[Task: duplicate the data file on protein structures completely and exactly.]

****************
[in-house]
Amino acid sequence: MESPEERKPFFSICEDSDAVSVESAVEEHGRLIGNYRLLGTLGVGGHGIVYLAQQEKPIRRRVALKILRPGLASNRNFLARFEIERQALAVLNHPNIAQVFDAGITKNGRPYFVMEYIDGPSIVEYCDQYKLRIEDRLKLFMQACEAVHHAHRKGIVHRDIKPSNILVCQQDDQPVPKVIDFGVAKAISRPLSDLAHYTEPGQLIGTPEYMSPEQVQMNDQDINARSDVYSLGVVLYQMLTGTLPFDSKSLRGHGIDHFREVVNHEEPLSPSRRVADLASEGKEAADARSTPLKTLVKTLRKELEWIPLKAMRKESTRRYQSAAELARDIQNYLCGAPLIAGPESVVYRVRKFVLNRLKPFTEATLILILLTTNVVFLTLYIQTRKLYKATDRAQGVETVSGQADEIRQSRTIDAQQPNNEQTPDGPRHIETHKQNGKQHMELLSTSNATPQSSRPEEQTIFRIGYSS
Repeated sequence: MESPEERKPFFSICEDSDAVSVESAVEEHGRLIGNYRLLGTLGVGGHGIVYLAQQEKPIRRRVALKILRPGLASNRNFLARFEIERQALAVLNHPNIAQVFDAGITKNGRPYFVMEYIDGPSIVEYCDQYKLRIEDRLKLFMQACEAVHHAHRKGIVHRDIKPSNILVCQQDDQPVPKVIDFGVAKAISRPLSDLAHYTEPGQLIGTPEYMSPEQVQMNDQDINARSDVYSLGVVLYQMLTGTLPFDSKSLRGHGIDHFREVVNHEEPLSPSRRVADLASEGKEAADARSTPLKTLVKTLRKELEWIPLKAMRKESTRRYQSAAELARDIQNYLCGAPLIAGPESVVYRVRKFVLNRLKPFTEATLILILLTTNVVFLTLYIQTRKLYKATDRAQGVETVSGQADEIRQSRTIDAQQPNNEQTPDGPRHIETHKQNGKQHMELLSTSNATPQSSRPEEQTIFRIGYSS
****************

[in-house]
Amino acid sequence: MESPEERKPFFSICEDSDAVSVESAVEEHGRLIGNYRLLGTLGVGGHGIVYLAQQEKPIRRRVALKILRPGLASNRNFLARFEIERQALAVLNHPNIAQVFDAGITKNGRPYFVMEYIDGPSIVEYCDQYKLRIEDRLKLFMQACEAVHHAHRKGIVHRDIKPSNILVCQQDDQPVPKVIDFGVAKAISRPLSDLAHYTEPGQLIGTPEYMSPEQVQMNDQDINARSDVYSLGVVLYQMLTGTLPFDSKSLRGHGIDHFREVVNHEEPLSPSRRVADLASEGKEAADARSTPLKTLVKTLRKELEWIPLKAMRKESTRRYQSAAELARDIQNYLCGAPLIAGPESVVYRVRKFVLNRLKPFTEATLILILLTTNVVFLTLYIQTRKLYKATDRAQGVETVSGQADEIRQSRTIDAQQPNNEQTPDGPRHIETHKQNGKQHMELLSTSNATPQSSRPEEQTIFRIGYSS
Repeated sequence: MESPEERKPFFSICEDSDAVSVESAVEEHGRLIGNYRLLGTLGVGGHGIVYLAQQEKPIRRRVALKILRPGLASNRNFLARFEIERQALAVLNHPNIAQVFDAGITKNGRPYFVMEYIDGPSIVEYCDQYKLRIEDRLKLFMQACEAVHHAHRKGIVHRDIKPSNILVCQQDDQPVPKVIDFGVAKAISRPLSDLAHYTEPGQLIGTPEYMSPEQVQMNDQDINARSDVYSLGVVLYQMLTGTLPFDSKSLRGHGIDHFREVVNHEEPLSPSRRVADLASEGKEAADARSTPLKTLVKTLRKELEWIPLKAMRKESTRRYQSAAELARDIQNYLCGAPLIAGPESVVYRVRKFVLNRLKPFTEATLILILLTTNVVFLTLYIQTRKLYKATDRAQGVETVSGQADEIRQSRTIDAQQPNNEQTPDGPRHIETHKQNGKQHMELLSTSNATPQSSRPEEQTIFRIGYSS